When the Obama administration rolled out its new Cybersecurity National Action Plan (CNAP) in February, the only thing surprising about it was the lack of anything surprising. While the plan mainly sticks to basic security principles, it’s a long-awaited first step in addressing the nation’s digital safety concerns. But, does the plan go far enough?
CNAP includes a number of measures that can be grouped into three categories:
- Modernize legacy software and equipment
- Use two-factor authentication
- Boost competency at every level of the government’s agencies
Let’s look at each of the measures.
Modernize Legacy Software and Equipment
The administration proposes to invest the largest share of the plan – to the tune of $3.1 billion – in updates to its systems and software, with a new chief information security officer to oversee the changes. It may surprise many Americans that such a role doesn’t already exist. Reporting to the government’s appointed chief information officer, this individual would develop, manage and coordinate cybersecurity strategy, policy and operations across the federal domain. While CNAP doesn’t spell out which legacy systems will be replaced, consider this: The government still uses Windows XP, a dinosaur of an operating system that Microsoft stopped supporting two years ago.
Use Two-Factor Authentication
According to the government’s chief information officer, more than 80 percent of government employees already use two-factor authentication. Now, the extra security layer will be extended to Americans who interact with the government’s digital services. Part of the CNAP budget would include a campaign to increase awareness of two-factor authentication in the private sector, something those of us in the risk advisory business have been advocating for a long time.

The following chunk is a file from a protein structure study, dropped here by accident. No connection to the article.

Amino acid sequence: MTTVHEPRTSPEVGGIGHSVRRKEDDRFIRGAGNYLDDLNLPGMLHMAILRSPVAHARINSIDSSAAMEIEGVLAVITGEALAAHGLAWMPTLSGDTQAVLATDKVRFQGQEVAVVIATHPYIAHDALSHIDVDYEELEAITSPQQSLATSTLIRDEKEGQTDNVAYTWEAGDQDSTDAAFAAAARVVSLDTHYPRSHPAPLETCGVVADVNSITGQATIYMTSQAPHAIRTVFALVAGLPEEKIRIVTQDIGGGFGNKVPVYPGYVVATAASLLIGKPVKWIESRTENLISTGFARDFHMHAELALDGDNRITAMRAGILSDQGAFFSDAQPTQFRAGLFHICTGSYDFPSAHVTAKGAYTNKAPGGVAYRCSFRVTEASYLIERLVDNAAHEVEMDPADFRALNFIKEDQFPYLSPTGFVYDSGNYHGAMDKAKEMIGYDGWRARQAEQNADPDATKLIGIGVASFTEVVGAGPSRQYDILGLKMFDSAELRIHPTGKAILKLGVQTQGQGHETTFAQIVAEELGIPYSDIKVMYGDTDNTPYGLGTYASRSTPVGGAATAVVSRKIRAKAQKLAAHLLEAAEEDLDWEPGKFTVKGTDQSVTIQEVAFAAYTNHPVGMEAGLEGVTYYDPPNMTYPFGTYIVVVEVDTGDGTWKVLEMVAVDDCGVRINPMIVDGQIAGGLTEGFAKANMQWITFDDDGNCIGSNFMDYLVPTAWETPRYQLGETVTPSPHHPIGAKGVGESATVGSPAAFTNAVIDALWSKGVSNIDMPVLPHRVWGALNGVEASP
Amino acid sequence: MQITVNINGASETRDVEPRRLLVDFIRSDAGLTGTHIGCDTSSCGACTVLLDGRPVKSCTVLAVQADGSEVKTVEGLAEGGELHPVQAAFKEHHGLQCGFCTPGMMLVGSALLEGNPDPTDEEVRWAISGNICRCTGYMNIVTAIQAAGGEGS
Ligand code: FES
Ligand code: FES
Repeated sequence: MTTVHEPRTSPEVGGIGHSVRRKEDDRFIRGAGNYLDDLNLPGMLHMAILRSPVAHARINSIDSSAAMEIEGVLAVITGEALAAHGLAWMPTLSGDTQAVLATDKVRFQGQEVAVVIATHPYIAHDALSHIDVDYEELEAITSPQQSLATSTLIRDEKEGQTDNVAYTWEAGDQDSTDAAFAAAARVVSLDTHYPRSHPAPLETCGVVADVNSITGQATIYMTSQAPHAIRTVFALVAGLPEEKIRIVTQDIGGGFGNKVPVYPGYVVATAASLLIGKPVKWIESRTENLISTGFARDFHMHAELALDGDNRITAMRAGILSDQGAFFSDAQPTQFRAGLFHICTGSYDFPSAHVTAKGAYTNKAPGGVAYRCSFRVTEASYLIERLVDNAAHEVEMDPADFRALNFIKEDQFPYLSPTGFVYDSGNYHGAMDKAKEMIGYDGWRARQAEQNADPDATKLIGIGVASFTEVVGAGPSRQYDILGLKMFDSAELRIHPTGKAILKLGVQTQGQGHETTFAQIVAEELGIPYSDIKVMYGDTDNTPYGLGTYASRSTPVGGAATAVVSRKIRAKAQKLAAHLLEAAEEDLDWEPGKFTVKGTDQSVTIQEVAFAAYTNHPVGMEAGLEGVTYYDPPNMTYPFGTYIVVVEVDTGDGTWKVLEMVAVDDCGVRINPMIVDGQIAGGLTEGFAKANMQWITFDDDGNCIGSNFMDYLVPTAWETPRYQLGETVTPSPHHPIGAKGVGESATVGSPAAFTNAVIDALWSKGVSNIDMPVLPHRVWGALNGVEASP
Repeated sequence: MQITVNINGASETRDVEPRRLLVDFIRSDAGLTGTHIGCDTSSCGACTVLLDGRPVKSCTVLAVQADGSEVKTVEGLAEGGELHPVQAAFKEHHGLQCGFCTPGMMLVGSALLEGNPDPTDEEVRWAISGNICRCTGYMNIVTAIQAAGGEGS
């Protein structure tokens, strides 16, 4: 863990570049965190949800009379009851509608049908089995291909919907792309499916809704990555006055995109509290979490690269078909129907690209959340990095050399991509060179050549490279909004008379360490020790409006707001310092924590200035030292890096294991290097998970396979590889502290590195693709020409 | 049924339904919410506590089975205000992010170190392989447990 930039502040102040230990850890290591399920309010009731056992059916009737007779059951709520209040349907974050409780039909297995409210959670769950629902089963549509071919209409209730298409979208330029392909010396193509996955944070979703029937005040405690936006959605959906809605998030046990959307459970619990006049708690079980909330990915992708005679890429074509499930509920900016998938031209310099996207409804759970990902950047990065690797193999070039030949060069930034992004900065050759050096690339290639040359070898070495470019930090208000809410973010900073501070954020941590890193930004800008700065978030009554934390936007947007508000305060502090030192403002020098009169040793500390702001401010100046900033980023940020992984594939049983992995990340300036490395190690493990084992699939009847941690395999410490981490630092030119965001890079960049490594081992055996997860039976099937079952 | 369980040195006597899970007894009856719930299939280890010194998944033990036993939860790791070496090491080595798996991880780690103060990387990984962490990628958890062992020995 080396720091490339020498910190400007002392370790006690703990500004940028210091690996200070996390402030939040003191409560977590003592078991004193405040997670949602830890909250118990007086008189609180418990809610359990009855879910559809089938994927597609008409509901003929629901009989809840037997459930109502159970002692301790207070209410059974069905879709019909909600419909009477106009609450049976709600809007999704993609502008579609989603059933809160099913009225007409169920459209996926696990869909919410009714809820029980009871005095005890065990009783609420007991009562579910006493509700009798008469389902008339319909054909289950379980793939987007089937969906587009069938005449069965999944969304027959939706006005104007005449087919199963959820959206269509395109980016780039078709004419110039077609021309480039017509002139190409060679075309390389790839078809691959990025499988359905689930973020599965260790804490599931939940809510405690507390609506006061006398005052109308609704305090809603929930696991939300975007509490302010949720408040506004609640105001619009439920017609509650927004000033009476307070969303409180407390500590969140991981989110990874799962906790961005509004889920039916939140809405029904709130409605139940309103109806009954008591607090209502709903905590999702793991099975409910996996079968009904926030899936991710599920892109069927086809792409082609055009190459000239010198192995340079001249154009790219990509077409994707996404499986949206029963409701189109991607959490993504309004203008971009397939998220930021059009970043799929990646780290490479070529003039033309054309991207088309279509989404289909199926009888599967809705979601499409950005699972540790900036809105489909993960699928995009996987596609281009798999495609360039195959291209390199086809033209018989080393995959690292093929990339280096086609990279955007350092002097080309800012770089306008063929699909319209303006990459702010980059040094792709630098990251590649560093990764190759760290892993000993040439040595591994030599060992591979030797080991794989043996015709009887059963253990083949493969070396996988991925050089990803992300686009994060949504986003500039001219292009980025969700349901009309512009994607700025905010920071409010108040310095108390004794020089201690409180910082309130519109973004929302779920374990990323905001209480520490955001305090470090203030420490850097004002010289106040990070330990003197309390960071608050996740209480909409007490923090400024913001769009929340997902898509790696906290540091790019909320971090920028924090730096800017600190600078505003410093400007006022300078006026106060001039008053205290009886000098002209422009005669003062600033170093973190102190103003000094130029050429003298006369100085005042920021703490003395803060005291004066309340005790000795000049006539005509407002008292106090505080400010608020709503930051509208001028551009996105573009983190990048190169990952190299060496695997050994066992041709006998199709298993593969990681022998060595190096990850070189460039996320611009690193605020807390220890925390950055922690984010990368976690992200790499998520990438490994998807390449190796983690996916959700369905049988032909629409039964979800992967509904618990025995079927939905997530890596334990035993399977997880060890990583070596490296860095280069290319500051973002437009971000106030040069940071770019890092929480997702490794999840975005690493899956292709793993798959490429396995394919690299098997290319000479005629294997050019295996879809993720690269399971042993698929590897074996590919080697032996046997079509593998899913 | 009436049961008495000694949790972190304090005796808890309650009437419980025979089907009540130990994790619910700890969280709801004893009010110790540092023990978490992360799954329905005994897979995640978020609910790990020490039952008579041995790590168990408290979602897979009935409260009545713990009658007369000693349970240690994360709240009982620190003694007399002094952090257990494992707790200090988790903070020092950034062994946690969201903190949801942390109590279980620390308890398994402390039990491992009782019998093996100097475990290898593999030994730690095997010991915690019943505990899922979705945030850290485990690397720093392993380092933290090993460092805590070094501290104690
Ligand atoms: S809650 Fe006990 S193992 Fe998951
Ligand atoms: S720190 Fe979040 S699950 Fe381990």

This one appears to be a no-brainer—CNAP calls for cybersecurity to be handled with competence at every level of the government. What the administration really is addressing is the lack of consistency at all levels. To that end, CNAP proposes to create a new generation of cybersecurity professionals by putting $62 million into programs, grants and scholarships to equip enough people with the skills to become cybersecurity experts.
While the CNAP proposal has good intentions, it lacks detail. It stops short of outlining the critical steps needed in the event of a cyberattack. And, given the impending end of this administration and the opposition forces at work in Congress, the future of implementing even these basic security measures remains doubtful.
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